Mr. Koury is currently a Senior Cost Research Analyst at PRICE Systems L.LC. of Mount Laurel New Jersey. His early career consisted of 21+ years as a US Army Infantry Officer / Operations Research Analyst. While on active duty with the US Army assigned to the US Army Concepts Analysis Agency Mr. Koury conducted research and analysis in combat weapon systems affordability and trade-off analyses. He was a primary author of the US Army’s Value Added Analysis process and techniques for the prioritization of the acquisition portion of the Army’s Program Objective Memorandum. Upon retirement from the US Army he accepted a position with Texas Instruments (TI) Defense. While at TI he continued to execute affordability and performance analysis of US Army systems. In 1999 Mr. Koury took a position with Lockheed Martin’s Maritime Systems and Sensor (MS2) Division. While at Lockheed Martin he was the manager of the Sea Based Missile Defense Studies and Analysis group conducting concept, performance, and affordability analyses. He progressed through various staff and individual contributor positions ultimately holding the position of Chief Scientist for System of Systems Engineering for MS2. Currently working at PRICE Systems L.L.C. he is responsible for the development of cost methodologies and analysis. Mr. Koury has an MS in Systems Management from the University of Southern California and a Masters of Art in National Defense and Strategic Studies from the Naval War College. He is currently on the Board of Directors for the Military Operations Research Society and active with the NDIA Systems Engineering Division.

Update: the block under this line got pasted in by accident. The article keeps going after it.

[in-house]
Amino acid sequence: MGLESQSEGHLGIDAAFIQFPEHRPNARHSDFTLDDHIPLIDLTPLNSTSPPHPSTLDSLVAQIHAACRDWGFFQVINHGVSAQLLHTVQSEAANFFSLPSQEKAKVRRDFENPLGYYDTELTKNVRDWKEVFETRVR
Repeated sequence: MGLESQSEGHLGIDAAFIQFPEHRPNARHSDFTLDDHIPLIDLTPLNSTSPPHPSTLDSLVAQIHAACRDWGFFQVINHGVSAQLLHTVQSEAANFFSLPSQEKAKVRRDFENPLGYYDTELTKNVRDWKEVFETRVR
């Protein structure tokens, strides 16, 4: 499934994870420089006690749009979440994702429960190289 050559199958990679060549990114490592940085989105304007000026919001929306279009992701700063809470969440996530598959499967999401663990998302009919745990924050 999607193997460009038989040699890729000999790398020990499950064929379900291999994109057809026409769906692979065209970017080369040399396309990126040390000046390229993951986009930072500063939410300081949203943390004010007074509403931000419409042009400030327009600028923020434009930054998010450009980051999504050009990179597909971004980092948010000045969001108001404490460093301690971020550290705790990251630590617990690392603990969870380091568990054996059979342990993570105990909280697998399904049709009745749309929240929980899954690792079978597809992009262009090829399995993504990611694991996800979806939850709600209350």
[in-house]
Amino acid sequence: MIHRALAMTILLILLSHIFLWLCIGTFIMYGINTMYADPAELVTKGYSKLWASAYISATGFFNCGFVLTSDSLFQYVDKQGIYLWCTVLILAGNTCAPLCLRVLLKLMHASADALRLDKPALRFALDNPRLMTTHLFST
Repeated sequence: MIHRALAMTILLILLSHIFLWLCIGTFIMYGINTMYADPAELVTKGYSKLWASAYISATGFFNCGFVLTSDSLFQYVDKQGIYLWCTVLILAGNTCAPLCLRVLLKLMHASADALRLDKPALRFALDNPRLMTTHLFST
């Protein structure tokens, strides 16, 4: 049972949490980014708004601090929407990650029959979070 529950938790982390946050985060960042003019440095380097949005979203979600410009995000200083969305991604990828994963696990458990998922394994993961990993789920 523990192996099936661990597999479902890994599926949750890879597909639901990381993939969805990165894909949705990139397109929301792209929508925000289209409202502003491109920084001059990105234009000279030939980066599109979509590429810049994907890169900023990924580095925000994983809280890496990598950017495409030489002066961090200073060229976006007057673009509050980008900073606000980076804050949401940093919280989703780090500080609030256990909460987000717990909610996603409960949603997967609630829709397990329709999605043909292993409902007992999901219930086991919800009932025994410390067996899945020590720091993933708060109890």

John Long
PRICE Systems, L.L.C.
John A. Long is currently a Solutions Consultant with PRICE Systems, L.L.C. He has more than thirty years experience in cost analysis, life cycle cost analysis, risk analysis, and model development. He has been an instructor, teaching hundreds of students in the art and science of parametric estimating, and PRICE consultant for thirteen years. He has a BA in Math from Miami University, a MA in Industrial Management from Central Michigan University, a MS in Operations Research from the Air Force Institute of Technology, and a PhD in Operations Research from The Ohio State University. He is a member of SCEA, ISPA, and ASMC. Dr. Long is a SCEA certified cost estimator/analyst.

Pete Stanley
Solutions Consultant and PRICE Estimating Suite Developer
PRICE Systems L.L.C.
Mr. Stanley is currently a Senior Solutions Consultant at PRICE Systems L.LC. of Mount Laurel New Jersey. His early career consisted of 11 years as a Television Broadcast Engineer With RCA, GE and Lockheed Martin. His primary duties were solving problems and maintaining Broadcast Equipment (Cameras, Professional Video Tape Recorders and Transmitters). In 2004 Mr. Stanley took a position with RCA’s PRICE Systems division. In the following 27 years, he was responsible for creating and teaching courses and supporting the PRICE products. Currently working for PRICE Systems
L.L.C. he is responsible for support and development of the PRICE Estimating suite of products. He has developed the PRICE HL (Life Cycle) model into a comprehensive Total Ownership Solution. He is currently working on enhancing the PRICE Estimating Suite of models based on customer feedback.